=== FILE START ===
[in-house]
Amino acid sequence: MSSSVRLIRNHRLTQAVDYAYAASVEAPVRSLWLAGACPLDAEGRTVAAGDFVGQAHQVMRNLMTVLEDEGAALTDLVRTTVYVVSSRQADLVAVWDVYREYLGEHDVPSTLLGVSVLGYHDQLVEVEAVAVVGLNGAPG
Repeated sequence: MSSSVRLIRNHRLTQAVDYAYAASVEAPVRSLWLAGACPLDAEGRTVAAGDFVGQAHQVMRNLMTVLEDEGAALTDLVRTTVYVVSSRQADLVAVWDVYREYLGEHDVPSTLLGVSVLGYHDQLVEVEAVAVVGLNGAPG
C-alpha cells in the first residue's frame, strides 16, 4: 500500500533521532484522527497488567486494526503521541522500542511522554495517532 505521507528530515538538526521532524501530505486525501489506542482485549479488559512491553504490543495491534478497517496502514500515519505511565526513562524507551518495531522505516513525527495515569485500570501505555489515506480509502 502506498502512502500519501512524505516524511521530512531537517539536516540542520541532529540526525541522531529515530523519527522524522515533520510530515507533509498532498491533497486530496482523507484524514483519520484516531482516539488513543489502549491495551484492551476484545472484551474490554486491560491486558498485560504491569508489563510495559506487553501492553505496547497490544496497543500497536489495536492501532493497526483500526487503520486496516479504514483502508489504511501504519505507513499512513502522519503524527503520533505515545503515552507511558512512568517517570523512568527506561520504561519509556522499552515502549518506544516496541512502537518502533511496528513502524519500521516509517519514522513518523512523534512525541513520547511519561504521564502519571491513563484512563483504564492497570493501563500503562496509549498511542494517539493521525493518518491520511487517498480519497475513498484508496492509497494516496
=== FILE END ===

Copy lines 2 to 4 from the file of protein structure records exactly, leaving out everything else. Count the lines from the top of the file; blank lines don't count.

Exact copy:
Amino acid sequence: MSSSVRLIRNHRLTQAVDYAYAASVEAPVRSLWLAGACPLDAEGRTVAAGDFVGQAHQVMRNLMTVLEDEGAALTDLVRTTVYVVSSRQADLVAVWDVYREYLGEHDVPSTLLGVSVLGYHDQLVEVEAVAVVGLNGAPG
Repeated sequence: MSSSVRLIRNHRLTQAVDYAYAASVEAPVRSLWLAGACPLDAEGRTVAAGDFVGQAHQVMRNLMTVLEDEGAALTDLVRTTVYVVSSRQADLVAVWDVYREYLGEHDVPSTLLGVSVLGYHDQLVEVEAVAVVGLNGAPG
C-alpha cells in the first residue's frame, strides 16, 4: 500500500533521532484522527497488567486494526503521541522500542511522554495517532 505521507528530515538538526521532524501530505486525501489506542482485549479488559512491553504490543495491534478497517496502514500515519505511565526513562524507551518495531522505516513525527495515569485500570501505555489515506480509502 502506498502512502500519501512524505516524511521530512531537517539536516540542520541532529540526525541522531529515530523519527522524522515533520510530515507533509498532498491533497486530496482523507484524514483519520484516531482516539488513543489502549491495551484492551476484545472484551474490554486491560491486558498485560504491569508489563510495559506487553501492553505496547497490544496497543500497536489495536492501532493497526483500526487503520486496516479504514483502508489504511501504519505507513499512513502522519503524527503520533505515545503515552507511558512512568517517570523512568527506561520504561519509556522499552515502549518506544516496541512502537518502533511496528513502524519500521516509517519514522513518523512523534512525541513520547511519561504521564502519571491513563484512563483504564492497570493501563500503562496509549498511542494517539493521525493518518491520511487517498480519497475513498484508496492509497494516496